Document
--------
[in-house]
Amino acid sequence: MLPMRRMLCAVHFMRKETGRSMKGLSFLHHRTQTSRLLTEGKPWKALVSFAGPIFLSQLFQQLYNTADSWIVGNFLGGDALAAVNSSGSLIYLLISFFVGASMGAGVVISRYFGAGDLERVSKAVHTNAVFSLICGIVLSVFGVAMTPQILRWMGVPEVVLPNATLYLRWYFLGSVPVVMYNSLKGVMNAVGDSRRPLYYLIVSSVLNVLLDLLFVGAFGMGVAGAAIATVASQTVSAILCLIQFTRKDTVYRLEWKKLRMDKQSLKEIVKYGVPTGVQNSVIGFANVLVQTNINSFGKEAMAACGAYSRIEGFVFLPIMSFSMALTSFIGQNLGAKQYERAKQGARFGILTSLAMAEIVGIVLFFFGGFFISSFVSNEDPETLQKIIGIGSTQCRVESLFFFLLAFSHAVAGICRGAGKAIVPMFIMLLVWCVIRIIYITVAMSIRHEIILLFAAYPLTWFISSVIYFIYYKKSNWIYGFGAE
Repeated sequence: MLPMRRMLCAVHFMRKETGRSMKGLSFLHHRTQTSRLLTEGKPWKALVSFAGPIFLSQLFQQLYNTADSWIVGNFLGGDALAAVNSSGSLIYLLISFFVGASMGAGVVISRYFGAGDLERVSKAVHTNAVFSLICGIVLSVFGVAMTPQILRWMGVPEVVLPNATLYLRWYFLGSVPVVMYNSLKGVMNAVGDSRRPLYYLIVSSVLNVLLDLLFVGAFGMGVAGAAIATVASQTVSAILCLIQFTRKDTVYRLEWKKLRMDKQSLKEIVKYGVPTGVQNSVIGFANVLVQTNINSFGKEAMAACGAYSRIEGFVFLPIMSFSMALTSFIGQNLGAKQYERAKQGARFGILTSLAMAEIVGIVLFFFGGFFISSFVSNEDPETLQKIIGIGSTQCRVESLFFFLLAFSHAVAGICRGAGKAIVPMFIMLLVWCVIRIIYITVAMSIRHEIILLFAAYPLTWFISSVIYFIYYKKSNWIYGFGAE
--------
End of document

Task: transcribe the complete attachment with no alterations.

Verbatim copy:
[in-house]
Amino acid sequence: MLPMRRMLCAVHFMRKETGRSMKGLSFLHHRTQTSRLLTEGKPWKALVSFAGPIFLSQLFQQLYNTADSWIVGNFLGGDALAAVNSSGSLIYLLISFFVGASMGAGVVISRYFGAGDLERVSKAVHTNAVFSLICGIVLSVFGVAMTPQILRWMGVPEVVLPNATLYLRWYFLGSVPVVMYNSLKGVMNAVGDSRRPLYYLIVSSVLNVLLDLLFVGAFGMGVAGAAIATVASQTVSAILCLIQFTRKDTVYRLEWKKLRMDKQSLKEIVKYGVPTGVQNSVIGFANVLVQTNINSFGKEAMAACGAYSRIEGFVFLPIMSFSMALTSFIGQNLGAKQYERAKQGARFGILTSLAMAEIVGIVLFFFGGFFISSFVSNEDPETLQKIIGIGSTQCRVESLFFFLLAFSHAVAGICRGAGKAIVPMFIMLLVWCVIRIIYITVAMSIRHEIILLFAAYPLTWFISSVIYFIYYKKSNWIYGFGAE
Repeated sequence: MLPMRRMLCAVHFMRKETGRSMKGLSFLHHRTQTSRLLTEGKPWKALVSFAGPIFLSQLFQQLYNTADSWIVGNFLGGDALAAVNSSGSLIYLLISFFVGASMGAGVVISRYFGAGDLERVSKAVHTNAVFSLICGIVLSVFGVAMTPQILRWMGVPEVVLPNATLYLRWYFLGSVPVVMYNSLKGVMNAVGDSRRPLYYLIVSSVLNVLLDLLFVGAFGMGVAGAAIATVASQTVSAILCLIQFTRKDTVYRLEWKKLRMDKQSLKEIVKYGVPTGVQNSVIGFANVLVQTNINSFGKEAMAACGAYSRIEGFVFLPIMSFSMALTSFIGQNLGAKQYERAKQGARFGILTSLAMAEIVGIVLFFFGGFFISSFVSNEDPETLQKIIGIGSTQCRVESLFFFLLAFSHAVAGICRGAGKAIVPMFIMLLVWCVIRIIYITVAMSIRHEIILLFAAYPLTWFISSVIYFIYYKKSNWIYGFGAE